Russia said Thursday it has registered 174 coronavirus-related deaths over the past 24 hours, bringing the nationwide toll to 4,142.
It's the second time this week that Russia's coronavirus response headquarters has reported that same number of COVID-19 fatalities over a 24-hour period -- the highest daily increase the country has seen so far. However, the overall tally is still considerably lower than many other nations hit hard by the coronavirus pandemic.
There were also 8,915 new cases of COVID-19 registered in Russia over the last 24 hours, placing country's count at 379,051.
The latest daily caseload is down from a peak of 11,656 new infections reported on May 11, during which Russia registered over 10,000 new cases per day over a 12-day period. Since then, the daily number of new infections has hovered around 9,000 per day.
Russian President Vladimir Putin began easing the nationwide lockdown earlier this month, despite a rising number of cases at the time.
Last weekend, Brazil surpassed Russia as the country with the second-highest number of diagnosed COVID-19 cases in the world, behind the United States, according to a count kept by Johns Hopkins University.
5:12 a.m.: Brazil's president says Trump is sending hydroxychloroquine tablets
Brazilian President Jair Bolsonaro said Thursday that U.S. President Donald Trump is sending over 2 million tablets of the antimalarial drug hydroxychloroquine.
Bolsonaro, a close ally of Trump, made the comment while speaking to a small group of supporters as well as members of the press outside the presidential palace in the capital Brasilia.
"[Trump] is sending us, here, 2 million hydroxychloroquine tablets," Bolsonaro said, without offering further details.
A Brazilian source told ABC News that the deal is still being negotiated.
Bolsonaro, who has come under fire for his handling of Brazil's novel coronavirus outbreak, keeps promoting hydroxychloroquine as a treatment for COVID-19, although there's no evidence the medication works as a prophylactic for the disease.
Trump has also touted hydroxychloroquine as a possible "game changer" treatment for COVID-19 and announced earlier this month that he was taking daily doses of the drug as a preventive measure against the virus after two White House staffers tested positive.
However, a recent study of more than 96,000 coronavirus patients in hospitals around the world found that those who were treated with chloroquine or its analogue hydroxychloroquine had a considerably higher risk of death than those who did not receive the antimalarial drugs. The findings, published last Friday in The Lancet medical journal, prompted the World Health Organization to halt global trials of hydroxychloroquine to treat COVID0-19.
Earlier this week, Trump suspended travel to the United States from Brazil as the South American country emerged as a new hotspot in the coronavirus pandemic. The new rule does not affect trade between the two nations.
Brazil now has the second-highest number of diagnosed cases of COVID-19, behind the United States.
3:50 a.m.: Blood clots clogged lungs of African American coronavirus victims, study finds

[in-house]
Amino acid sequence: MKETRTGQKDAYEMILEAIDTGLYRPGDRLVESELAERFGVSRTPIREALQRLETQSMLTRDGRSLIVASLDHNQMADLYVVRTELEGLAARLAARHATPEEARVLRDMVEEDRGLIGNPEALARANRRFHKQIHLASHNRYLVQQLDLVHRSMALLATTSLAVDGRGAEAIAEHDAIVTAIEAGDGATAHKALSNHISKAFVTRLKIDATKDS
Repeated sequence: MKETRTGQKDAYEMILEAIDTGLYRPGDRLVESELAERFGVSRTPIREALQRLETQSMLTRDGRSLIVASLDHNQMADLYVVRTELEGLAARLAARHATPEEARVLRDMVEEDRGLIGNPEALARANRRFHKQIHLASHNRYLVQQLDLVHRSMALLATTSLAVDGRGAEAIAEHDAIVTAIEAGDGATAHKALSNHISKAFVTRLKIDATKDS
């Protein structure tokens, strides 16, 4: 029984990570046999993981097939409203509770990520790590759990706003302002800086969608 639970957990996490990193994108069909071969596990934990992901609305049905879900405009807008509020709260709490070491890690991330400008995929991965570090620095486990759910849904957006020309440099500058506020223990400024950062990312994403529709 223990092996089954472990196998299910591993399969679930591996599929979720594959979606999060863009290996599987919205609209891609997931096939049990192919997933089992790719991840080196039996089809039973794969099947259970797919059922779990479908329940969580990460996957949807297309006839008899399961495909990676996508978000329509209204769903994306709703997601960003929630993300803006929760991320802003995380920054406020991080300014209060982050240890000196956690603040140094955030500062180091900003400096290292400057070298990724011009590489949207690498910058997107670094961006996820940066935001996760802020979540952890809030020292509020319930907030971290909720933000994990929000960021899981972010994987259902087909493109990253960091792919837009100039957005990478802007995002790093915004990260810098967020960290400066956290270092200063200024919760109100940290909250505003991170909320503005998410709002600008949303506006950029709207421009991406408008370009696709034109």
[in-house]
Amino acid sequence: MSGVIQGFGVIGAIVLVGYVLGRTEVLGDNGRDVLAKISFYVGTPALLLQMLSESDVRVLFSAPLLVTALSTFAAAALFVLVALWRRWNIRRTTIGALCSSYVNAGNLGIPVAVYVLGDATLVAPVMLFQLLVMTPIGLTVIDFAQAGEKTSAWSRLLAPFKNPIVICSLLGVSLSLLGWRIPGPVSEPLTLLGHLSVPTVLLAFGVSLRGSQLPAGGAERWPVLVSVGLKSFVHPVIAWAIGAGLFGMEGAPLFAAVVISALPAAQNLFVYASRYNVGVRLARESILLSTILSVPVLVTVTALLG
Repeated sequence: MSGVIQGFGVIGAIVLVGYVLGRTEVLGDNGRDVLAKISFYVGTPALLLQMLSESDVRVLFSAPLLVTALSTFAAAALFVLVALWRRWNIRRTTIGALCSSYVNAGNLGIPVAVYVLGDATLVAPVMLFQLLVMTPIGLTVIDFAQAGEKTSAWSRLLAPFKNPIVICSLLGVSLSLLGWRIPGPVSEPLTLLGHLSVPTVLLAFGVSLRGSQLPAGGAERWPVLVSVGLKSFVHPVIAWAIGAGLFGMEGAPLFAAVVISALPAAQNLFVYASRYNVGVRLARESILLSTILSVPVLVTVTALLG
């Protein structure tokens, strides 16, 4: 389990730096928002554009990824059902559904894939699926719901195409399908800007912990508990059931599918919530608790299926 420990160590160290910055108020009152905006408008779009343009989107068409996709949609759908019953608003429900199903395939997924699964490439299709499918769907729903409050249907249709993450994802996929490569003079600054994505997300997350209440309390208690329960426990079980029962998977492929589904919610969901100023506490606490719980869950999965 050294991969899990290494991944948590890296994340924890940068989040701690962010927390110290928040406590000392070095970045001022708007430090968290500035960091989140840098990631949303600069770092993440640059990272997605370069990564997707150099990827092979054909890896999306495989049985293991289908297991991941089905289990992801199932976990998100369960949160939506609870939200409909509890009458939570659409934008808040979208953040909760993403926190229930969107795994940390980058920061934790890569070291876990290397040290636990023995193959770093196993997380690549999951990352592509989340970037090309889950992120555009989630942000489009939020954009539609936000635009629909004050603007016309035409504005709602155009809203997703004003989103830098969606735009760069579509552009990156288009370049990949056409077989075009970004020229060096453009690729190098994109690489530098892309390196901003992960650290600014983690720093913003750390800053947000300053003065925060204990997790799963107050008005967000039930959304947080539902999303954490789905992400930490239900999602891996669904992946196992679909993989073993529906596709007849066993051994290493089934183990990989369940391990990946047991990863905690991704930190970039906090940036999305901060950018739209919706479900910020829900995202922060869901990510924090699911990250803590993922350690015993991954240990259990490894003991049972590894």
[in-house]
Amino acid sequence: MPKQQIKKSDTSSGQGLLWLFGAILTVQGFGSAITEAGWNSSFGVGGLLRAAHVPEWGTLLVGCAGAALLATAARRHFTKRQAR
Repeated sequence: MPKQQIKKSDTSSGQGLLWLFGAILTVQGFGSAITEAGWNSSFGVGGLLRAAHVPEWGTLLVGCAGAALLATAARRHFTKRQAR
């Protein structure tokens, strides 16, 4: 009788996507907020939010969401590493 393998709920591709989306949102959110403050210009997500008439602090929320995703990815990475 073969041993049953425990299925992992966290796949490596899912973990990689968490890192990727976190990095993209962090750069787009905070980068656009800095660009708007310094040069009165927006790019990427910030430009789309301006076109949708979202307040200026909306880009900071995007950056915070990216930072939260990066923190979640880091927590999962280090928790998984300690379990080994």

Autopsies on 10 African American patients who died from COVID-19 show their lungs were filled with blood clots, according to a new study.
The autopsies were performed at University Medical Center in New Orleans by a team of pathologists from the Louisiana State University Health Sciences Center New Orleans. It's believed to be the first autopsy series on African Americans whose cause of death was attributed to COVID-19, according to the study, which was published Wednesday in monthly scientific journal The Lancet Respiratory Medicine.
"We found that the small vessels and capillaries in the lungs were obstructed by blood clots and associated hemorrhage that significantly contributed to decompensation and death in these patients," Dr. Richard Vander Heide, head of pathology research at LSU Health New Orleans School of Medicine, said in a statement. "We also found elevated levels of D-dimers -- fragments of proteins involved in breaking down blood clots. What we did not see was myocarditis, or inflammation of the heart muscle, that early reports suggested significantly contributes to death from COVID-19."
The small vessel clotting is a new finding that appears to be specific to COVID-19, according to the study.
The 10 deceased patients were black men and women between the ages of 40 and 70, many of whom had a history of hypertension, obesity, diabetes and chronic kidney disease. In all cases, the patients had experienced sudden respiratory decompensation or collapse at home approximately three to seven days after developing a mild cough and fever.
The new findings come after some U.S. states released mortality data based on race and ethnicity that show the novel coronavirus kills black Americans at a disproportionately high rate.
"Our study presents a large series of autopsies within a specific demographic experiencing the highest rate of adverse outcomes within the United States," said Dr. Sharon Fox, another co-author of the study.
ABC News' Matt Claiborne, Anne Flaherty, Aicha El Hammar, Ahmad Hemingway, Alina Lobzina, Bonnie Mclean, Kirit Radia and Christine Theodorou contributed to this report.